Some people wanted the quotes from the beginning of the seminars. Here they are:

Children are our most valuable resource: Herbert Hoover

When I approach a child, he inspires me in two sentiments,: tenderness for what he is and respect for what he might become: Louis Pasteur

If we don't stand up for children we don't stand for much: Marion Wright Edelman

To value his own good opinion a child has to feel he is a worthwhile person . He has to have confidence in himself as an individual: Sidonie Gruenberg

While we teach our children all about life, our children are teaching us what life is all about: Angela Schwindt

We worry about what a chld will become yet we forget that he is someone today: Stacia Tauscher

One good teacher in a lifetime may change a delinquent into a solid citizen: Philip Wylie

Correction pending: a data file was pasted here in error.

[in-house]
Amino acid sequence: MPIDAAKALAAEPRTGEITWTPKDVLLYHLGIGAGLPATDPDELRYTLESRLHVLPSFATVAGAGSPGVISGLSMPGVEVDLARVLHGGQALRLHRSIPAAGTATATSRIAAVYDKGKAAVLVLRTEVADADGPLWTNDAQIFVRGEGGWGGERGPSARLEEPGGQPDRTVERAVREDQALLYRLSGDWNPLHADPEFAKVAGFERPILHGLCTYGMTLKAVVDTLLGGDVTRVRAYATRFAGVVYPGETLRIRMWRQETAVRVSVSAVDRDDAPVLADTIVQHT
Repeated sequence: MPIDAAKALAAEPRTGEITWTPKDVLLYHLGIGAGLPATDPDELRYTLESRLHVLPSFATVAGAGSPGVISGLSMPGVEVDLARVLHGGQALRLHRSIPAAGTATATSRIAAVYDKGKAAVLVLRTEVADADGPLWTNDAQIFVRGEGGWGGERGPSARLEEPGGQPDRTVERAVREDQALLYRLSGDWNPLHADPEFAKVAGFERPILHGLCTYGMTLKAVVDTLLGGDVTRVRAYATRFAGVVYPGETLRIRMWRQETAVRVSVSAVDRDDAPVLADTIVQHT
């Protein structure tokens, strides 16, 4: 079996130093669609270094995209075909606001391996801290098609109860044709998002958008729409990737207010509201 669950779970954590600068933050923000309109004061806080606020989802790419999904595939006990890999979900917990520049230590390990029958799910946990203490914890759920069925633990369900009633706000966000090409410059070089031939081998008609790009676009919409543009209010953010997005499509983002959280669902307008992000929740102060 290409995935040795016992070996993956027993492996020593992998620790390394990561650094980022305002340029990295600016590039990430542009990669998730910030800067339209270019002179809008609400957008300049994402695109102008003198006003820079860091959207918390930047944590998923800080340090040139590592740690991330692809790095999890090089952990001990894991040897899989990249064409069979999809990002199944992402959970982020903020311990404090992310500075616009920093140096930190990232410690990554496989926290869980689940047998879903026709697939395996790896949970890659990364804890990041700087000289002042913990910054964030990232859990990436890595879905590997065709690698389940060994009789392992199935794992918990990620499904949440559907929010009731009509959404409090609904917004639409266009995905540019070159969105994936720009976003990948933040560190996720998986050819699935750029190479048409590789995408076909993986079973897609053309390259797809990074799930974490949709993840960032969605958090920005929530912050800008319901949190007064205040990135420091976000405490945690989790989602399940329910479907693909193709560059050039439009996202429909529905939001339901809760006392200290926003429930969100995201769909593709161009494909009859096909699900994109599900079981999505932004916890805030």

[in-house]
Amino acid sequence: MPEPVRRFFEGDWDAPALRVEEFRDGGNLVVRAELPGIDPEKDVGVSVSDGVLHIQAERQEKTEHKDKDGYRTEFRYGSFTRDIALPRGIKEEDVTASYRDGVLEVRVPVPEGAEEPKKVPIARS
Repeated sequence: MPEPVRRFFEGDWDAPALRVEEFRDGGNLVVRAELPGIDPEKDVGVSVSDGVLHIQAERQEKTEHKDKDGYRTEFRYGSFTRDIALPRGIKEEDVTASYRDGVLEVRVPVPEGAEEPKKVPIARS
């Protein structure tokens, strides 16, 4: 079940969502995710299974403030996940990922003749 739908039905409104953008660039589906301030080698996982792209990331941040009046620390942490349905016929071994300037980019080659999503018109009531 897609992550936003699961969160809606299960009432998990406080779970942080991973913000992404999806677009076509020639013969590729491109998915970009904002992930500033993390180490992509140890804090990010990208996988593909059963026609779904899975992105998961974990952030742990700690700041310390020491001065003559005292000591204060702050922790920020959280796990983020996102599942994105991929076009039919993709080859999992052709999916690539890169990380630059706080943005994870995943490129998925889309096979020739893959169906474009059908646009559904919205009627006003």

It is not giving children more that spoils them, it is giving them more to avoid confrontation: John Gray

Level with your child by being honest. Nobody spots a phony quicker than a child: Mary Ma…

SAVE YOUR SANITY - Seminars in New Zealand

Hello all:

Arrived back in Australia on Thursday night after an excellent trip through New Zealand. We started our journey in Auckland and presented a seminar to 35 participants which was very successful. A question that arose out of this seminar was intringuing and worth evaluating. Do cultural differences affect the approach to behaviour and curriculum development? In this case the discussion centered around the Maori people and the dilemma that occurs within the community in relation to the importance of education and expected behaviours. How to get the families involved with the school if their children are experiencing problems academically or socially? The discussion also touched on the prevalence of child abuse within the community as a young 3 year old Maori girl was killed the week we were in Auckland. Her 17 year old step father as well as other members of the family have been charged.

The next seminar was in Wellington with 34 participants. Again I was overwhelmed by the welc…